3. S.T. in Worcestershire, England, UK: The constituency of Somerton and Frome, in the southwest of England, is a deceptive seat, starting with its name. It's not a partnership of equals. Frome, in the northeast of the seat, is a medium-sized town of about 25,000 souls, originally a center for the woollen industry, and with many handsome period buildings. It also has a counter-cultural reputation, named a few years ago as the 6th coolest town in the country. Over the last 50 years, during which time its population has doubled, it has also become a commuting base to the cities of Bath and Bristol. By contrast, Somerton barely has a population of 5,000. It is one of the, if not the, smallest communities to be named in any English constituency title. In fact, the majority of the electorate live neither in Somerton or Frome but in (even smaller) towns, villages and hamlets, scattered through a very rural constituency, one that notably has few major roads going through it.

    So, a safe Conservative seat? Its history suggests otherwise. When it was created in 1983, it quickly showed itself to be, like several of its fellows in the county of Somerset, Conservative but with a significant centrist vote. In the 1992 general election, a new Liberal Democrat candidate, local optician and county councillor David Heath, halved the conservative majority and in 1997 did even better, winning the seat in a 130-vote landslide. Heath also won the next three contests, but his majority never exceeded 2,000. Improbably, this seat was possibly the most consistently marginal in England for 15 years.

    Heath decided to retire before the 2015 general election, which he would almost certainly have lost anyway, given the collapse of his party's vote in that year. Since then, the Conservative David Warburton has held the seat by large margins, of around 20,000. Warburton has now resigned following a lengthy and still incomplete investigation into his conduct. He has admitted taking cocaine, though only after drinking lots of strong Japanese whisky (an interesting defense!). He denies further claims of sexually harassing three women.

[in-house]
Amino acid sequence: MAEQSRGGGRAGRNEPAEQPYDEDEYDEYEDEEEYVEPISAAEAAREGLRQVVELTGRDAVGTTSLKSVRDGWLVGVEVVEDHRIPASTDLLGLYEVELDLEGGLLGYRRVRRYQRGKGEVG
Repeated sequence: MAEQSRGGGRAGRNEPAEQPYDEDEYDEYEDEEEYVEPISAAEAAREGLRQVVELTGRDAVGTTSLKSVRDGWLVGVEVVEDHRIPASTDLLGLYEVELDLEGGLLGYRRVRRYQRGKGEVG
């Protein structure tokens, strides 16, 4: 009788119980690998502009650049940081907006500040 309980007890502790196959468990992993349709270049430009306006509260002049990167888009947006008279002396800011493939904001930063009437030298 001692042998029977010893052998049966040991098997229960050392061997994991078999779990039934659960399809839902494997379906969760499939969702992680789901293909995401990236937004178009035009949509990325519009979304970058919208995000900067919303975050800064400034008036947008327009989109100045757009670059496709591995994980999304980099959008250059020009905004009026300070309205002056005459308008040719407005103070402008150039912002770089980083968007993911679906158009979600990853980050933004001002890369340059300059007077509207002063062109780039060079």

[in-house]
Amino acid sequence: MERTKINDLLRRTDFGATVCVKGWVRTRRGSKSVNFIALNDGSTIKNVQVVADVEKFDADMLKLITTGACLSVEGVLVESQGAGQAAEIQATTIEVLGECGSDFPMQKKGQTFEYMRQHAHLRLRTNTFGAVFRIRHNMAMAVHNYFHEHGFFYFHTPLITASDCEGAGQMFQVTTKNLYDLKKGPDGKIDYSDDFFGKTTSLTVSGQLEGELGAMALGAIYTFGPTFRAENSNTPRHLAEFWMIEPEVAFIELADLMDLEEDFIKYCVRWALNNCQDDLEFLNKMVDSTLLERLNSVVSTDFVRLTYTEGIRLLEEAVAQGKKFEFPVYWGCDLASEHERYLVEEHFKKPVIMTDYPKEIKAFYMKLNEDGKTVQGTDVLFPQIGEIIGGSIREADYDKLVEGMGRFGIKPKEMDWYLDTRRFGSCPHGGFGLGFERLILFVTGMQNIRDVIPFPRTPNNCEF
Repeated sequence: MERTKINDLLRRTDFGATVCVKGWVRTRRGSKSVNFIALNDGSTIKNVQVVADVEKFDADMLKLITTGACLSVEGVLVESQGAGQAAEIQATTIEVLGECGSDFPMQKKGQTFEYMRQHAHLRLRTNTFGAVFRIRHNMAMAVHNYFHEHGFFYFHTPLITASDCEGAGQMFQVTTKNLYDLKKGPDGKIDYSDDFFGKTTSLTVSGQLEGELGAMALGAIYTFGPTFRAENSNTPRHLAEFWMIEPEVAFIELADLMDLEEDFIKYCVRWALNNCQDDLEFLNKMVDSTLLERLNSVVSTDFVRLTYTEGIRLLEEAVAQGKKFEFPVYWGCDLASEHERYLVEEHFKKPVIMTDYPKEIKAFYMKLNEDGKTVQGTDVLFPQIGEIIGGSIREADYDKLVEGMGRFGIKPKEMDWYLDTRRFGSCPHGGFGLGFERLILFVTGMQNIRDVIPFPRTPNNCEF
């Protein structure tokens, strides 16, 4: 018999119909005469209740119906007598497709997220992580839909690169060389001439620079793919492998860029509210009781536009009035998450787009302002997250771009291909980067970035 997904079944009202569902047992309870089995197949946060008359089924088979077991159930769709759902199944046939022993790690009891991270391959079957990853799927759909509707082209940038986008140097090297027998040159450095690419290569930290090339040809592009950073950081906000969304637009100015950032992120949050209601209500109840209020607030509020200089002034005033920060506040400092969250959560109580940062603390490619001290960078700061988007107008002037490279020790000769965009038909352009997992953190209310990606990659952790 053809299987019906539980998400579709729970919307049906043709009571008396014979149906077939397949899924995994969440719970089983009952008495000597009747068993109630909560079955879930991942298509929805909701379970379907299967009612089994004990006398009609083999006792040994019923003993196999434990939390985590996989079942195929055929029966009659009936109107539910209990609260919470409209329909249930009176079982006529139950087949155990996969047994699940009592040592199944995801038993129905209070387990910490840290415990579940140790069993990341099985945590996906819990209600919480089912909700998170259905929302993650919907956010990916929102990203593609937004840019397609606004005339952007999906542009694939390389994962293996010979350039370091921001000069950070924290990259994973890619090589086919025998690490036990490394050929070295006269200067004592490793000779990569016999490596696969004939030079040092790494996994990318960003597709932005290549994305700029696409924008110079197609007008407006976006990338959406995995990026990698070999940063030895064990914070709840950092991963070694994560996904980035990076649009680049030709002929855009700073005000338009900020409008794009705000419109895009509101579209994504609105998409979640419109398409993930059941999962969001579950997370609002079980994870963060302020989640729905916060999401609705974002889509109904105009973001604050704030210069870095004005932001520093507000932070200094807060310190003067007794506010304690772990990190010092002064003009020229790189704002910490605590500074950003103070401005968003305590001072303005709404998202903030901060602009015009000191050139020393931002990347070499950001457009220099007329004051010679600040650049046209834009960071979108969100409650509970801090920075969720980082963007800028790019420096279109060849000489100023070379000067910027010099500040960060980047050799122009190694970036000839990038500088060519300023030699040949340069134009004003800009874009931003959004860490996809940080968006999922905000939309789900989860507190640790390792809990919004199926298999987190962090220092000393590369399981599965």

Given the current travails of the Conservative party, no by-election is welcome, least of all one arising in such unfortunate circumstances. The Liberal Democrats remain in (a distant) second place, but last year gained control of Somerset Council: They were clearly ahead in the wards making up Somerton and Frome. Given the seat's history, they are probably the main threat to the incumbent party. Their ability to seize the seat will depend on the 18% of voters who supported the Labour and Green parties in 2019. They might be willing to vote tactically. The Conservatives will be hoping/praying they do not, but local elections in much of England this May suggested voters were only too willing to support whoever was perceived as most likely to beat the Tories.

Thanks, chaps! We'll have a follow-up report once the elections are concluded. (Z)